• Even after getting comfortable with integrals, I still find myself rarely resorting to power series of anything beyond the expected ones (rational functions, logs/exponentials, Laurent expansions of $\Gamma$ and $\zeta$, occasional hypergeometric series, etc) since its easy to integrate power series but often hard to recognize the resulting power series in terms of standard functions Feb 27, 2022 at 3:08
• Chapter 5 of Inside interesting integrals by Nahin has quite a few examples of this
– Sal
Feb 27, 2022 at 11:11
• To do your example, Robert, you have to do $\sum n^{-2}=\pi^2/6$, right? So, you'll be expecting the high school students to take that on faith? Mar 2, 2022 at 4:46
• @GerryMyerson, good point. At the time of writing my question, I hadn't found other integrals that used the Taylor series method to solve them. I agree that the Basel problem is more advanced than high-school maths, but my hope with the bounty was to find some better examples that fit the question's parameters Mar 2, 2022 at 5:03

After looking at Inside interesting integrals, as suggested by @Sal in the comments, I scoured this site looking for similar integrals as the ones presented in Nahin's notes. These are some that I've found so far:

1. From this answer by projectilemotion:

$$\int_0^{1} \frac{\ln^2(x)}{1+x^2}\mathrm{d}x = \sum_{n\ge 0}(-1)^n\int_0^1 \ln^2(x)x^{2n}\mathrm{d}x = 2\sum_{n\ge 0}\frac{(-1)^n}{(2n+1)^3} = \frac{\pi^3}{16}$$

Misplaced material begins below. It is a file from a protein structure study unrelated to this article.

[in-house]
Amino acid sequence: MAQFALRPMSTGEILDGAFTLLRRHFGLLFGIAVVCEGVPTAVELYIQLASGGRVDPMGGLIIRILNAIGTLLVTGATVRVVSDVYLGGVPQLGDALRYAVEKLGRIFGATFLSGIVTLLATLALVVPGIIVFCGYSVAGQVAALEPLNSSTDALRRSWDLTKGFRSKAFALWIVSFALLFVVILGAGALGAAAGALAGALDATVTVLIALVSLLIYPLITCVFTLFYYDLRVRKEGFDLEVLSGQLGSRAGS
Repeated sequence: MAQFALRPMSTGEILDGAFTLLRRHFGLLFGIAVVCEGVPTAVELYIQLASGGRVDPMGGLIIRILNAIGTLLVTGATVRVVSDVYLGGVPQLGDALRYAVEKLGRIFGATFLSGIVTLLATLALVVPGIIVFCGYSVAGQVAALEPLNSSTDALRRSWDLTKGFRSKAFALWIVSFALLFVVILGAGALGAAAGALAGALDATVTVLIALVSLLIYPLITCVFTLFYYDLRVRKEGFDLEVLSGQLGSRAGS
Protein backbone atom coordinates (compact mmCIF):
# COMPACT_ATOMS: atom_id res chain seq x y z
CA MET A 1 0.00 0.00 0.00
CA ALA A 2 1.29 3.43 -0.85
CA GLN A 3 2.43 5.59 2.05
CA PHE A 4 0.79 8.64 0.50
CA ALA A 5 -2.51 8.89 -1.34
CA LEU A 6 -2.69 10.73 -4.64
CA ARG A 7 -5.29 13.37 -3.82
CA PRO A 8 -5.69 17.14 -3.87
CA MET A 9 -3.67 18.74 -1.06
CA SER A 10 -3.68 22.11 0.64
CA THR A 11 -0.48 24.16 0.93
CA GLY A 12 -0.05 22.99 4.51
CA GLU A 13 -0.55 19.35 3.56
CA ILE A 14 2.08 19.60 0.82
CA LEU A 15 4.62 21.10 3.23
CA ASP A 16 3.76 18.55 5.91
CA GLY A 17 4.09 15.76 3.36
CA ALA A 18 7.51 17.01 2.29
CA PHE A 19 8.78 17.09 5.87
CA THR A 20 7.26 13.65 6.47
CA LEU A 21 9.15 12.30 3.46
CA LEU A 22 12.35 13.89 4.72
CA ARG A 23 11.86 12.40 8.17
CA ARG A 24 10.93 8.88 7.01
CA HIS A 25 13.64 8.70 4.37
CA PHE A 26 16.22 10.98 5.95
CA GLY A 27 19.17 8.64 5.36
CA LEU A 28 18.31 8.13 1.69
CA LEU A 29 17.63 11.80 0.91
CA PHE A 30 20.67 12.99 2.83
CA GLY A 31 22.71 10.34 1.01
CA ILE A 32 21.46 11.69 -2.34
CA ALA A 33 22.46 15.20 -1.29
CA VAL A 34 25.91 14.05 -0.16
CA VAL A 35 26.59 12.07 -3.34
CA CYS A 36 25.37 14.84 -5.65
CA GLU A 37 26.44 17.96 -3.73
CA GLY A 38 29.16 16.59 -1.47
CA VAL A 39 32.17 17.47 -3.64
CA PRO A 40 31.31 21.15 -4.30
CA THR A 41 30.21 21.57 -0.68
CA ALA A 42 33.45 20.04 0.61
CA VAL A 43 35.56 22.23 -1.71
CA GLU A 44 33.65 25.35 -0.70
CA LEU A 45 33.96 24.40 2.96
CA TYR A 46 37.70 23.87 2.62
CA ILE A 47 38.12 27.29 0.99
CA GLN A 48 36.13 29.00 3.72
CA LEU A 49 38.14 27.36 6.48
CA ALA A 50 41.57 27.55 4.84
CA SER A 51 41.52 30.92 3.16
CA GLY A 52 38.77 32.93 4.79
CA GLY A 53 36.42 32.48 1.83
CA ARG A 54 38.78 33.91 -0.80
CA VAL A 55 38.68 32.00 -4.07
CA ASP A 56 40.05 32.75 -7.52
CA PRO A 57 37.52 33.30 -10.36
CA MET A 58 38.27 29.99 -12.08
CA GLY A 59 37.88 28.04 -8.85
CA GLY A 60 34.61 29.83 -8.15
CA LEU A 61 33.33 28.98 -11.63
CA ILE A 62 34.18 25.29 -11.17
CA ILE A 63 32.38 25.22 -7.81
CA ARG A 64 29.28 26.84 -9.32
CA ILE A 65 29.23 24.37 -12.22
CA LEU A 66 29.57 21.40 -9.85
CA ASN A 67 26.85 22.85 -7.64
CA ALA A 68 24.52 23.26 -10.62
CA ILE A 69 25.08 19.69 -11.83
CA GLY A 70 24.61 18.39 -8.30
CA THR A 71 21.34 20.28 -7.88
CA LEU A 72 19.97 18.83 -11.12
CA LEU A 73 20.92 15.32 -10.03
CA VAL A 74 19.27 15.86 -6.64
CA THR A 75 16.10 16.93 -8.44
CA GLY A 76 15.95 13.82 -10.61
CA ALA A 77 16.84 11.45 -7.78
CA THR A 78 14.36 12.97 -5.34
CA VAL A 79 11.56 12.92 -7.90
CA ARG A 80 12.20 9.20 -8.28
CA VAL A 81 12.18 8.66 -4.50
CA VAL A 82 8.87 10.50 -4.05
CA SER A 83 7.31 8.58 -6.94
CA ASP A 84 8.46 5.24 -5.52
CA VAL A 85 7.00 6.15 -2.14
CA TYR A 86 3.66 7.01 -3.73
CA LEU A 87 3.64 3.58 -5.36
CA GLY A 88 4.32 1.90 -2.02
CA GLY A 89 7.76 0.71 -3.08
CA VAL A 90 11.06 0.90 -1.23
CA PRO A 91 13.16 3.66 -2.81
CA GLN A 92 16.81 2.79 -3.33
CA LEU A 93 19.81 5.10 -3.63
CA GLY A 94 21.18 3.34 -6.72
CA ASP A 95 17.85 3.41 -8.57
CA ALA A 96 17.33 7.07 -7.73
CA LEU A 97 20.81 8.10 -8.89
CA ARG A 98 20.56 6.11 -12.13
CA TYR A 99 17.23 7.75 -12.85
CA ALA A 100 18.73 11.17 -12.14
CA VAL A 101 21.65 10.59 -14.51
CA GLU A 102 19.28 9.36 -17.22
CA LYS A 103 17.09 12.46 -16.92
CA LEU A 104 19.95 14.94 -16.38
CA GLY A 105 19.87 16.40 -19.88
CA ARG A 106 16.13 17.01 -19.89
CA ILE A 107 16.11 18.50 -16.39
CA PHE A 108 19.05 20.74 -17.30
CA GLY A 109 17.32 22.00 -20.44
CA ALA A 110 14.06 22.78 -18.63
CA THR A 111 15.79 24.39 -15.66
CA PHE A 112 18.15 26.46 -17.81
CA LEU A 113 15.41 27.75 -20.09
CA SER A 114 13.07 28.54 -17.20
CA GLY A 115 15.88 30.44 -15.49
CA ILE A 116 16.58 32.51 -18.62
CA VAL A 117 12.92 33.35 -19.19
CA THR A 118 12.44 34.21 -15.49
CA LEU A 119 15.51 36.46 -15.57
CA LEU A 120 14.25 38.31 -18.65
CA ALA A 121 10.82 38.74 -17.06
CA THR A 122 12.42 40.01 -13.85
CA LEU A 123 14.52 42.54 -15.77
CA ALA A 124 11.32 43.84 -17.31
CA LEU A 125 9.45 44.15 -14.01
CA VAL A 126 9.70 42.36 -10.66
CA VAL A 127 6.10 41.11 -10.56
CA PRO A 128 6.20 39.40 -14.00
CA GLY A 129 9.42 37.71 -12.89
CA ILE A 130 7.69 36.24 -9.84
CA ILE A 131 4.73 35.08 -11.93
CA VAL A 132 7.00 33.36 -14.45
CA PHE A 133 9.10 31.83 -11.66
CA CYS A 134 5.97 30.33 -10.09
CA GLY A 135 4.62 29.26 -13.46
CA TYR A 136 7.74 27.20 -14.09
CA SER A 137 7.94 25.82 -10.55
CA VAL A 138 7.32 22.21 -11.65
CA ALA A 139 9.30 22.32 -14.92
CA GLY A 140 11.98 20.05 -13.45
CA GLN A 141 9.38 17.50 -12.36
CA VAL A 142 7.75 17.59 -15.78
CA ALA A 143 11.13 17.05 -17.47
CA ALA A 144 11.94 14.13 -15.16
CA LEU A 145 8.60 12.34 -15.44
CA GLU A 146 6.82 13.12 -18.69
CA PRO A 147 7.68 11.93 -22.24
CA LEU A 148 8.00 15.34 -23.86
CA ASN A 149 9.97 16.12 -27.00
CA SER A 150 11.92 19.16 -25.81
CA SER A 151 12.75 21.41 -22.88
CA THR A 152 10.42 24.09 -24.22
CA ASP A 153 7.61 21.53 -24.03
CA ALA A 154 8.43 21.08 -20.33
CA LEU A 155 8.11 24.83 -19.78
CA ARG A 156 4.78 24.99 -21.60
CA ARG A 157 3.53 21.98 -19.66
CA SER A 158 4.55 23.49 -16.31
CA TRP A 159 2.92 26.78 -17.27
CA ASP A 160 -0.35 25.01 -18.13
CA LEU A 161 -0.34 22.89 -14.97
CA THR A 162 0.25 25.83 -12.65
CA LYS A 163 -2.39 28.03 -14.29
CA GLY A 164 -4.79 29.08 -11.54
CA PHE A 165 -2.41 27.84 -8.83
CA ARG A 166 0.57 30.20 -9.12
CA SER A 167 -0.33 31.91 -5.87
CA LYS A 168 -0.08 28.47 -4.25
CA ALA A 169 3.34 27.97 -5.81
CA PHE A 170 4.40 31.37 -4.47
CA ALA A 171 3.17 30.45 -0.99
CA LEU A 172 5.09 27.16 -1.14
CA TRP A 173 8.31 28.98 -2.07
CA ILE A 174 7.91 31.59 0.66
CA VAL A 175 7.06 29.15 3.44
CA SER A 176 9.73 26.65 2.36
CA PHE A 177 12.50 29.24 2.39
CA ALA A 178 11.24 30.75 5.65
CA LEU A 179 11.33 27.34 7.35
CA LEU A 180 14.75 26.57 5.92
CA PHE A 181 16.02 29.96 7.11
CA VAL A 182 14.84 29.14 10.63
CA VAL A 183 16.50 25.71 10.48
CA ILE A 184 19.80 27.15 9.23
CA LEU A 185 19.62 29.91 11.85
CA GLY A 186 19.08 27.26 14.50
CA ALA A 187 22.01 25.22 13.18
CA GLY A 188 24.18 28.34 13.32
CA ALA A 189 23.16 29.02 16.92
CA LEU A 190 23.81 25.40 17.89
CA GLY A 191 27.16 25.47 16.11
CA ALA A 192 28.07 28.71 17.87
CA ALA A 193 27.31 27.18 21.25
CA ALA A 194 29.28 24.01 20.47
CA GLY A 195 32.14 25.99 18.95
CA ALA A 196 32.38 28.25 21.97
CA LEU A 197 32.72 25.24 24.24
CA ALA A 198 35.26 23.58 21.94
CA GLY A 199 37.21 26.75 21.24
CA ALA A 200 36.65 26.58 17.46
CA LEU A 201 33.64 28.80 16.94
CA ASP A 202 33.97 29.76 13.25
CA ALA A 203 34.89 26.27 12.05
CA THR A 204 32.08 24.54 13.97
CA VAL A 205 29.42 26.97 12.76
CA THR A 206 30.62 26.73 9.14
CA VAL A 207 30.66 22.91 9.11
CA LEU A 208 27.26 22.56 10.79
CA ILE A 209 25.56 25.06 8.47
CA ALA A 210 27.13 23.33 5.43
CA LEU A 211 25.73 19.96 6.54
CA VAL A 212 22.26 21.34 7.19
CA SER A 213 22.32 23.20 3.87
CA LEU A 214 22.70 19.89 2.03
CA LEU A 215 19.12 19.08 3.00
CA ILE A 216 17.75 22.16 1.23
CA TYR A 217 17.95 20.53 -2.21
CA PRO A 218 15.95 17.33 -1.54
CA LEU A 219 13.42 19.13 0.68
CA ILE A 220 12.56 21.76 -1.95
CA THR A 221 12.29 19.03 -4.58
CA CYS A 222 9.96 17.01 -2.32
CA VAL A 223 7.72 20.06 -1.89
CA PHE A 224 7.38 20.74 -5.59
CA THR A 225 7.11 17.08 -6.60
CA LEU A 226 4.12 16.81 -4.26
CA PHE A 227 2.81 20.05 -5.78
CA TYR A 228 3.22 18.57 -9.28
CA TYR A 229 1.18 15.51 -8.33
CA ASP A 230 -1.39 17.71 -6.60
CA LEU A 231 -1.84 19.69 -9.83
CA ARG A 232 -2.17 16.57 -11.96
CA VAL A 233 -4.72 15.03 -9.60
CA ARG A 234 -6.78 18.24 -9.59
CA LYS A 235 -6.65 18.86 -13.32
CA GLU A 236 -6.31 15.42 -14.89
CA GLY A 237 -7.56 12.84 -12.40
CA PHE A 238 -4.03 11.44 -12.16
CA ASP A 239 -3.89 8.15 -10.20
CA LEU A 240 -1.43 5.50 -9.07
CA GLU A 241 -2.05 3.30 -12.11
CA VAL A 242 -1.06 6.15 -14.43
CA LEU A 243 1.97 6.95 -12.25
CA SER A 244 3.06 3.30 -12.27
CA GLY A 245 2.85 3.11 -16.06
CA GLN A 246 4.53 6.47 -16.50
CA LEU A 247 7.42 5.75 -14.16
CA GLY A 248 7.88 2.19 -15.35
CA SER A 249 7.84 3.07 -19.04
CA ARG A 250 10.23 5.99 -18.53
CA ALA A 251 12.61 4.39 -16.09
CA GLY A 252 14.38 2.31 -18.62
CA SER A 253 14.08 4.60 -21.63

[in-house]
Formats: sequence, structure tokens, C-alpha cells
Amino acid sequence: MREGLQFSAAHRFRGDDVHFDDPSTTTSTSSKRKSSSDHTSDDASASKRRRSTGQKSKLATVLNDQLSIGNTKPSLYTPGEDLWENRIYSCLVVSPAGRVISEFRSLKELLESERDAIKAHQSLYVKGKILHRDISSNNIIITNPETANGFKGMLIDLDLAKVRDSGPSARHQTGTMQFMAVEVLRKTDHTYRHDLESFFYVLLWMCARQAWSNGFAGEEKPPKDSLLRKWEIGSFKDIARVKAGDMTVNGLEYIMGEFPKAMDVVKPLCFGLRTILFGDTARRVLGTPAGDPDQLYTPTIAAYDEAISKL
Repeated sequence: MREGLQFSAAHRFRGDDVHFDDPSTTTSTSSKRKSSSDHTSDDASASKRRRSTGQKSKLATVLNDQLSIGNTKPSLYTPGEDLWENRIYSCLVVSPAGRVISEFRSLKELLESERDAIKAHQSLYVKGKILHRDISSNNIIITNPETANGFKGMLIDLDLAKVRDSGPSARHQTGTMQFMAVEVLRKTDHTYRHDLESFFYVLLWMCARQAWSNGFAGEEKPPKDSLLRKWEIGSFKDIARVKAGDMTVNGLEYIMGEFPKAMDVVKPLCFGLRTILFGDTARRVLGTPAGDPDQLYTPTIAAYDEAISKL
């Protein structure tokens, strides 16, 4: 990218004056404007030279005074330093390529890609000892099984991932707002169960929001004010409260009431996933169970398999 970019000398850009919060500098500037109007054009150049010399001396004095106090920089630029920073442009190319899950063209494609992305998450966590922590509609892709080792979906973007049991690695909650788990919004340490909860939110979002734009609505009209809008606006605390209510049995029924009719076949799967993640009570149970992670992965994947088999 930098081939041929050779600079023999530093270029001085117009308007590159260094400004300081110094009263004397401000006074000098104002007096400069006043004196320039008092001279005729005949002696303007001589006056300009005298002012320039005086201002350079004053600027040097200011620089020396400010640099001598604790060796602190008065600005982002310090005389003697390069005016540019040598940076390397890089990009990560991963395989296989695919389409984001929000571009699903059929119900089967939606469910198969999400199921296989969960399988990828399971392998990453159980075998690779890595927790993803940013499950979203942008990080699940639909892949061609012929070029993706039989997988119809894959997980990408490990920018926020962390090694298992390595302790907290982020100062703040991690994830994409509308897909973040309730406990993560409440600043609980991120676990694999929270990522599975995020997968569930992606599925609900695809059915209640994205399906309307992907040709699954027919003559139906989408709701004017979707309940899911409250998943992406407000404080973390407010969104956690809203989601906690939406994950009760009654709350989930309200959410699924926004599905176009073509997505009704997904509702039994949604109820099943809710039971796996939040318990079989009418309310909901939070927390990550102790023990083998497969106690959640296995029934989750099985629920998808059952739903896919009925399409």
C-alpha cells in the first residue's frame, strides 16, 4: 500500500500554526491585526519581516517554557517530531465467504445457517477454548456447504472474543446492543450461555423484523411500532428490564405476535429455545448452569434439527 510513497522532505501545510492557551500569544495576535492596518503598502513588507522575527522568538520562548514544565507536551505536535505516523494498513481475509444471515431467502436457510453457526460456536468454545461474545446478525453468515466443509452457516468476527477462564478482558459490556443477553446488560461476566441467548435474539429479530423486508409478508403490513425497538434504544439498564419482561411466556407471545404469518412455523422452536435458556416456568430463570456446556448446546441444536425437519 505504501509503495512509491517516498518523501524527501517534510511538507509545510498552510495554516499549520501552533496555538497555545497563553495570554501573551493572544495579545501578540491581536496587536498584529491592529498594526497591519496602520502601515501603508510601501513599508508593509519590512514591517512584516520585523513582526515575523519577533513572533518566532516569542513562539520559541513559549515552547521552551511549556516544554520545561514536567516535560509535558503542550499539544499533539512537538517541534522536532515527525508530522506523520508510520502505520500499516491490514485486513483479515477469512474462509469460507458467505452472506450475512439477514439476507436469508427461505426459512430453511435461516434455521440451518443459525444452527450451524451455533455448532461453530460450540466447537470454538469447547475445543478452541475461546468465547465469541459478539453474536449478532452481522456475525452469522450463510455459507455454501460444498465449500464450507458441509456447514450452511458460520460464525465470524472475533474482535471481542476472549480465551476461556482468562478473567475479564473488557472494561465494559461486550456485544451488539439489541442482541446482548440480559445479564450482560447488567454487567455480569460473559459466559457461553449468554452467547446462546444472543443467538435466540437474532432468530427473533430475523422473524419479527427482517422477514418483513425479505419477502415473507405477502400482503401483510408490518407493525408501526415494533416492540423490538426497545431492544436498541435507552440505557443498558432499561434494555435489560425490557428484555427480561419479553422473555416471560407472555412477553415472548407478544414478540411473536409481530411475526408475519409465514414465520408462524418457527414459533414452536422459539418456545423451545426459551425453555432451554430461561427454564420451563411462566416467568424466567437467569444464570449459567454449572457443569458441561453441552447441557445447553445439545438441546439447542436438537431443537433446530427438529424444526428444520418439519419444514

1. From this answer by Jack D'Aurizio, evaluating a special value of the inverse tangent integral:

$$\int_0^1 \frac{\arctan(x)}{x} \mathrm{d}x = \sum_{n \ge 0}\frac{(-1)^n}{(2n+1)}\int_{0}^{1} x^{2n}\mathrm{d}x =\sum_{n \ge 0}\frac{(-1)^n}{(2n+1)^2} = G$$

1. From this answer by Tunk-Fey:

$$\int_0^1 \ln(x)\ln(1-x)\mathrm{d}x = -\sum_{n\ge 1}\frac{1}n\int_0^1 x^n\ln (x)\mathrm{d}x = \sum_{n\ge 1}\frac{1}{n(n+1)^2} =2-\frac{\pi^2}{6}$$

• Are there elementary ways to evaluate those infinite sums? Isn't it "cheating" to say the answer is $G$, when you have no way to express $G$, other than as an infinite sum? Mar 2, 2022 at 4:44

Here's a couple of integrals that can be done using series:

$$1+\frac{(-1)^n}{n!}\int_0^1\log^n(x)\log(1-x)\,dx = \sum_{k=1}^n(\zeta(k+1)-1)$$

(The particular case of $$n=1$$ is in Robert Lee answer).

$$\int_0^1\frac{\log^n(x)}{(1-x)^m}\,dx = \frac{(-1)^n n!}{(m-1)!}\sum_{j=1}^m\begin{bmatrix}m-1\\m-j\end{bmatrix}\zeta(n-m+j+1)$$